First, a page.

Running the length of about seven Batman: The Animated Series episodes, Batman V Superman choppily races through plot, as the film works in a CIA coverup, a discovered lump of Kryptonite, a downed UFO, the body of Michael Shannon’s slain General Zod, glib echoes of real-world terrorism, and a second villain whose identity shouldn’t be disclosed. Relationships have no room to blossom or even reveal themselves. What’s it like, one must wonder, to date a being from beyond the stars? The New Adventures Of Lois & Clark spent four seasons answering that question, while Batman V Superman can barely spare the single scene necessary to explain that Kal-El (a.k.a. Superman, a.k.a. Clark Kent) is now living with Lois Lane (Amy Adams), who the film keeps sending on strictly expository Daily Planet assignments. Far too much time has to be reserved for laying Justice League groundwork, including shoehorned appearances by ageless Amazonian and future team player Wonder Woman (Gal Gadot).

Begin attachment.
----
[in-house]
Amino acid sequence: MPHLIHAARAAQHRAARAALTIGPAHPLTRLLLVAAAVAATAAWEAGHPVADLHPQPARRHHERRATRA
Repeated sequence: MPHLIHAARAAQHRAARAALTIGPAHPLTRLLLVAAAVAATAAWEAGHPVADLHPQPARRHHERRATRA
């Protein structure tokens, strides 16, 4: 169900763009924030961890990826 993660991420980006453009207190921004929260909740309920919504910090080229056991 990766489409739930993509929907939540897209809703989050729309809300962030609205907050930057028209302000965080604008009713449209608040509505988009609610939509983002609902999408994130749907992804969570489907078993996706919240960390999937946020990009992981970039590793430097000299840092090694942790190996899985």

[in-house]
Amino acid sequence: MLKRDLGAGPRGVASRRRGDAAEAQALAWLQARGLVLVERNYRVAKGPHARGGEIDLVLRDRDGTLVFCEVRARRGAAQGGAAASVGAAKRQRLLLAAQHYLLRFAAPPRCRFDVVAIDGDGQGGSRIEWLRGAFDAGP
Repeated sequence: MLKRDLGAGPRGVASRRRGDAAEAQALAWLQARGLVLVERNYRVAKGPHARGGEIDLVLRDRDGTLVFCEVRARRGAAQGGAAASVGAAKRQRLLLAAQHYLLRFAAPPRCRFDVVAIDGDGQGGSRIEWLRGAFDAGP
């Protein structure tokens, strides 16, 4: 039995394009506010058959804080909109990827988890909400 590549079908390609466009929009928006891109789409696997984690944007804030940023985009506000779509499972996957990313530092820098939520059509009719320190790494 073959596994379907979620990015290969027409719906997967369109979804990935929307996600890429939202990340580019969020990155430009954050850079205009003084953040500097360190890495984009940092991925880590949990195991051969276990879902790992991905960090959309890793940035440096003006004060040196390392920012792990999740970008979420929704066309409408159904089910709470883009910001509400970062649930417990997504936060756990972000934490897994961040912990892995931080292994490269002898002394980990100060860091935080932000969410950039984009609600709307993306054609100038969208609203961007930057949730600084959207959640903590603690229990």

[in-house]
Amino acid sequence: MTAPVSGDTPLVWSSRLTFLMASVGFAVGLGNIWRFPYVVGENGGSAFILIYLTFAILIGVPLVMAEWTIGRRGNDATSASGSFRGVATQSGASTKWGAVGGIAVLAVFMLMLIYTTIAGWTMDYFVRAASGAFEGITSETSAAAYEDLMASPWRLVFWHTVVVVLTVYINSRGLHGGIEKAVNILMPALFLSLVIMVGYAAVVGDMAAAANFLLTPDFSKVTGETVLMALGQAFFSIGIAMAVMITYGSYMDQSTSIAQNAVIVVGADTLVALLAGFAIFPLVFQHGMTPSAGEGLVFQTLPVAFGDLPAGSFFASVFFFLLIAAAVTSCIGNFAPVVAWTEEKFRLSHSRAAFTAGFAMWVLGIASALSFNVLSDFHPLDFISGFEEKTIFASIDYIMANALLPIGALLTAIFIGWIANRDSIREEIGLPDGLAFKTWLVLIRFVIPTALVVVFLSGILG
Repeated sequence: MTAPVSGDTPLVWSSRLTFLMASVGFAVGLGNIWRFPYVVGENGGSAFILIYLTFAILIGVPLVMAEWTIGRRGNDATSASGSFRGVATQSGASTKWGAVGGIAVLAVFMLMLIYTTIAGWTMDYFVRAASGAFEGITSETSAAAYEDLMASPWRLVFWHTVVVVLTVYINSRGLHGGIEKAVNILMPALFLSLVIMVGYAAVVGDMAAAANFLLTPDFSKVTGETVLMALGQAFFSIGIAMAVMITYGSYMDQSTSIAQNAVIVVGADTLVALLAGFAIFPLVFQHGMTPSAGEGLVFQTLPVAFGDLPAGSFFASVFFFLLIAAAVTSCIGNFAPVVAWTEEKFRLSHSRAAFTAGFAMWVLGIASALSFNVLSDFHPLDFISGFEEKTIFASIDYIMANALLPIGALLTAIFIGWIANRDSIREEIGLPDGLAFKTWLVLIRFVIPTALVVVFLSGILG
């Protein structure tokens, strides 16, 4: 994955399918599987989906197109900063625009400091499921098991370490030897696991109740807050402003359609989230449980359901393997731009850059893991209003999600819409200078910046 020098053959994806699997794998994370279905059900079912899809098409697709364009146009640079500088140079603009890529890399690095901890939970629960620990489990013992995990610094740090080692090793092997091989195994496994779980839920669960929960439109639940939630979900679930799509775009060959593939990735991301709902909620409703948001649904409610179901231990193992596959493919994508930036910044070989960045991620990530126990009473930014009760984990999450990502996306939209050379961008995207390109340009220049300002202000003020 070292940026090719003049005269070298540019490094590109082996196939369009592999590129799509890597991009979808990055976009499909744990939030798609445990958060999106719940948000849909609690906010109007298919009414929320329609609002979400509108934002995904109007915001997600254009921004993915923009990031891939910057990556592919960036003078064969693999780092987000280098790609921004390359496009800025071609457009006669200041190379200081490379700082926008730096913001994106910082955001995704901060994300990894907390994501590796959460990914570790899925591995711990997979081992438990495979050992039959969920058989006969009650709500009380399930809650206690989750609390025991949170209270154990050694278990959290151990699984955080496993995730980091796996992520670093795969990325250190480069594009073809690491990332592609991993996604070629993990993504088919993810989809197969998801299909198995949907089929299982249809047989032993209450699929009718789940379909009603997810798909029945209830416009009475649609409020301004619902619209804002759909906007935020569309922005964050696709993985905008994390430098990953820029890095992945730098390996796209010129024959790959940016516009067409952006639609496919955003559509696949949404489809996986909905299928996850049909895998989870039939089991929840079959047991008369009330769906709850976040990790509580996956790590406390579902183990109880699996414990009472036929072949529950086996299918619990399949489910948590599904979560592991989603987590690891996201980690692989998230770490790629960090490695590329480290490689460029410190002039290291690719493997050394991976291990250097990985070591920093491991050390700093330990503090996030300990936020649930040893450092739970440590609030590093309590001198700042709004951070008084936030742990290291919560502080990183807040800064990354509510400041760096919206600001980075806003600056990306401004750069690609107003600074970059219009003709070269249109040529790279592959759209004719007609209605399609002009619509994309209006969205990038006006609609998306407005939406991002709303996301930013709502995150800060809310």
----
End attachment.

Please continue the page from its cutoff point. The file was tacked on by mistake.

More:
In Dawn Of Justice, Supes and the Bat aren’t so different: They’re both moody dudes with responsibility complexes, anxiety about their legacies, and—in what becomes an amusingly pivotal plot point—mothers named Martha. They’re also both epic bores. As played again by Cavill, who has the squared-jawed look but not the heroic touch, Superman comes across like a smugly sociopathic deity: Faced with his chilly, blank arrogance, one can’t help but long for the charismatic decency of a Christopher Reeve (or even the more puppyish charm of one-timer Brandon Routh). Affleck, meanwhile, broods and simmers, but does little new with the dual rich-boy/crime-fighter role, possibly because the movie counts on audiences being so familiar with the Bat mythos that it doesn’t need to fill in either his interior or exterior lives—beyond, of course, the umpteenth flashback to the Wayne family getting gunned down in the gutter.